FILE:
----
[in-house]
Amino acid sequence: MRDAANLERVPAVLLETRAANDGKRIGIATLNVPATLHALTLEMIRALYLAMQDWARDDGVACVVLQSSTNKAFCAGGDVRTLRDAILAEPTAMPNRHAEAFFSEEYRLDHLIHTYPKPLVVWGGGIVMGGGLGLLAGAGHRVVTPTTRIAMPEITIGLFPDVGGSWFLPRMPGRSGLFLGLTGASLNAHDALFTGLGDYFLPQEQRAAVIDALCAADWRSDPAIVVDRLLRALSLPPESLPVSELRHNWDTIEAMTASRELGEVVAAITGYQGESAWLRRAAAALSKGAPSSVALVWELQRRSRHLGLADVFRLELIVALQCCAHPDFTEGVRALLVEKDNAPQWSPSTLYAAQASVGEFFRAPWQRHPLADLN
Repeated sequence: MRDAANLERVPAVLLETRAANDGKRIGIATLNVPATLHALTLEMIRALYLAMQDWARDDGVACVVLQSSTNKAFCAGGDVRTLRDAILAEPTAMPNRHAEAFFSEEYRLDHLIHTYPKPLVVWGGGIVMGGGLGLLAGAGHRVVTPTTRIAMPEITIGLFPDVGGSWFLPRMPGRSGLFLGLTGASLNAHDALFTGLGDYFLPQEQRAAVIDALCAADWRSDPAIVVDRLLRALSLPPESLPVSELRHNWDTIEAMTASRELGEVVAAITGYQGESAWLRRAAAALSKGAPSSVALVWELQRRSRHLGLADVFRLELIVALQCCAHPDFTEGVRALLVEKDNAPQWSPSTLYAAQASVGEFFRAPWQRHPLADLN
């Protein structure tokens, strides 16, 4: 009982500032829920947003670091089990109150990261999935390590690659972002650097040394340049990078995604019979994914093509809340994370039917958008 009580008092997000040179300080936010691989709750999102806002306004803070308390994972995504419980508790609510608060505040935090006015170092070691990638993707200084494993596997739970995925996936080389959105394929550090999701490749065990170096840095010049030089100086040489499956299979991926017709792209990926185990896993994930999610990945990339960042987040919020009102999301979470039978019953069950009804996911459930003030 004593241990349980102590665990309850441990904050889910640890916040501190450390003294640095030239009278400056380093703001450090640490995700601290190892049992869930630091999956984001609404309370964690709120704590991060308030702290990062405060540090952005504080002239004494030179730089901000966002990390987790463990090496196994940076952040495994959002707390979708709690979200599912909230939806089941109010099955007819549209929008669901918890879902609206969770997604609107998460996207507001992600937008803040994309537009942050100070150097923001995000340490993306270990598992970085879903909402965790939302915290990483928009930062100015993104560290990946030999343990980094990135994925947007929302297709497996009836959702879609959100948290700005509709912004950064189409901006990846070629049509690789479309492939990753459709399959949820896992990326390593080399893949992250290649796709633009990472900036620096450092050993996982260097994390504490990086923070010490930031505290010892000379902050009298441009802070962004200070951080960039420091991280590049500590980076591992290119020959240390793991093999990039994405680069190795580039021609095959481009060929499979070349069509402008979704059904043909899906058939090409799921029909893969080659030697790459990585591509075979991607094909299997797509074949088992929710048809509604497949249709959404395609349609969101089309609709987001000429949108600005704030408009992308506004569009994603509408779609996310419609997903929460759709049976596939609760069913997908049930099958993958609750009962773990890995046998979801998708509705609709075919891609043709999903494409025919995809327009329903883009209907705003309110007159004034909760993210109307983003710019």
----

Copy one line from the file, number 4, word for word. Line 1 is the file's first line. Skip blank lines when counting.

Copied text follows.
């Protein structure tokens, strides 16, 4: 009982500032829920947003670091089990109150990261999935390590690659972002650097040394340049990078995604019979994914093509809340994370039917958008 009580008092997000040179300080936010691989709750999102806002306004803070308390994972995504419980508790609510608060505040935090006015170092070691990638993707200084494993596997739970995925996936080389959105394929550090999701490749065990170096840095010049030089100086040489499956299979991926017709792209990926185990896993994930999610990945990339960042987040919020009102999301979470039978019953069950009804996911459930003030 004593241990349980102590665990309850441990904050889910640890916040501190450390003294640095030239009278400056380093703001450090640490995700601290190892049992869930630091999956984001609404309370964690709120704590991060308030702290990062405060540090952005504080002239004494030179730089901000966002990390987790463990090496196994940076952040495994959002707390979708709690979200599912909230939806089941109010099955007819549209929008669901918890879902609206969770997604609107998460996207507001992600937008803040994309537009942050100070150097923001995000340490993306270990598992970085879903909402965790939302915290990483928009930062100015993104560290990946030999343990980094990135994925947007929302297709497996009836959702879609959100948290700005509709912004950064189409901006990846070629049509690789479309492939990753459709399959949820896992990326390593080399893949992250290649796709633009990472900036620096450092050993996982260097994390504490990086923070010490930031505290010892000379902050009298441009802070962004200070951080960039420091991280590049500590980076591992290119020959240390793991093999990039994405680069190795580039021609095959481009060929499979070349069509402008979704059904043909899906058939090409799921029909893969080659030697790459990585591509075979991607094909299997797509074949088992929710048809509604497949249709959404395609349609969101089309609709987001000429949108600005704030408009992308506004569009994603509408779609996310419609997903929460759709049976596939609760069913997908049930099958993958609750009962773990890995046998979801998708509705609709075919891609043709999903494409025919995809327009329903883009209907705003309110007159004034909760993210109307983003710019």